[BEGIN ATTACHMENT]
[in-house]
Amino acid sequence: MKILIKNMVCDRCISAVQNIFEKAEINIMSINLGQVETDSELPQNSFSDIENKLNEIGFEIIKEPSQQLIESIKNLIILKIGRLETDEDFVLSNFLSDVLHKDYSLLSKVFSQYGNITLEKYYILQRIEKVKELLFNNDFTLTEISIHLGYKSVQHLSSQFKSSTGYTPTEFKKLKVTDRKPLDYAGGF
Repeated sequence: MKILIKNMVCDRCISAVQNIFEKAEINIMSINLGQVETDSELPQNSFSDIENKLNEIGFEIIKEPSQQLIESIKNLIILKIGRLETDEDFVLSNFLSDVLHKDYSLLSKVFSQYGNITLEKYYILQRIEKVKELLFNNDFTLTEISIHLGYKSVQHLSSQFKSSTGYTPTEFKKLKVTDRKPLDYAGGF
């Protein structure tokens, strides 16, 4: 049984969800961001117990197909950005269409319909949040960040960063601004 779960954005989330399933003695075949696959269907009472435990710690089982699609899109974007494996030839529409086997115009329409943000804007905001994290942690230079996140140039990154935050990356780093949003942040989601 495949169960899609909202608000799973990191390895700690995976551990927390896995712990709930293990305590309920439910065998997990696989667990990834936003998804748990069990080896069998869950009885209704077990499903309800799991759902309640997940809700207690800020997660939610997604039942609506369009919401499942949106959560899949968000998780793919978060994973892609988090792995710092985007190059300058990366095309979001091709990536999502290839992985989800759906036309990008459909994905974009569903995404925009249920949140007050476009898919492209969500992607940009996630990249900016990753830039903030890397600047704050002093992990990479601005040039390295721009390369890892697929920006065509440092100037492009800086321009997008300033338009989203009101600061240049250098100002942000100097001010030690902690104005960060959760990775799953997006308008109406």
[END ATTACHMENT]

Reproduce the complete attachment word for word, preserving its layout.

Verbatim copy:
[in-house]
Amino acid sequence: MKILIKNMVCDRCISAVQNIFEKAEINIMSINLGQVETDSELPQNSFSDIENKLNEIGFEIIKEPSQQLIESIKNLIILKIGRLETDEDFVLSNFLSDVLHKDYSLLSKVFSQYGNITLEKYYILQRIEKVKELLFNNDFTLTEISIHLGYKSVQHLSSQFKSSTGYTPTEFKKLKVTDRKPLDYAGGF
Repeated sequence: MKILIKNMVCDRCISAVQNIFEKAEINIMSINLGQVETDSELPQNSFSDIENKLNEIGFEIIKEPSQQLIESIKNLIILKIGRLETDEDFVLSNFLSDVLHKDYSLLSKVFSQYGNITLEKYYILQRIEKVKELLFNNDFTLTEISIHLGYKSVQHLSSQFKSSTGYTPTEFKKLKVTDRKPLDYAGGF
């Protein structure tokens, strides 16, 4: 049984969800961001117990197909950005269409319909949040960040960063601004 779960954005989330399933003695075949696959269907009472435990710690089982699609899109974007494996030839529409086997115009329409943000804007905001994290942690230079996140140039990154935050990356780093949003942040989601 495949169960899609909202608000799973990191390895700690995976551990927390896995712990709930293990305590309920439910065998997990696989667990990834936003998804748990069990080896069998869950009885209704077990499903309800799991759902309640997940809700207690800020997660939610997604039942609506369009919401499942949106959560899949968000998780793919978060994973892609988090792995710092985007190059300058990366095309979001091709990536999502290839992985989800759906036309990008459909994905974009569903995404925009249920949140007050476009898919492209969500992607940009996630990249900016990753830039903030890397600047704050002093992990990479601005040039390295721009390369890892697929920006065509440092100037492009800086321009997008300033338009989203009101600061240049250098100002942000100097001010030690902690104005960060959760990775799953997006308008109406």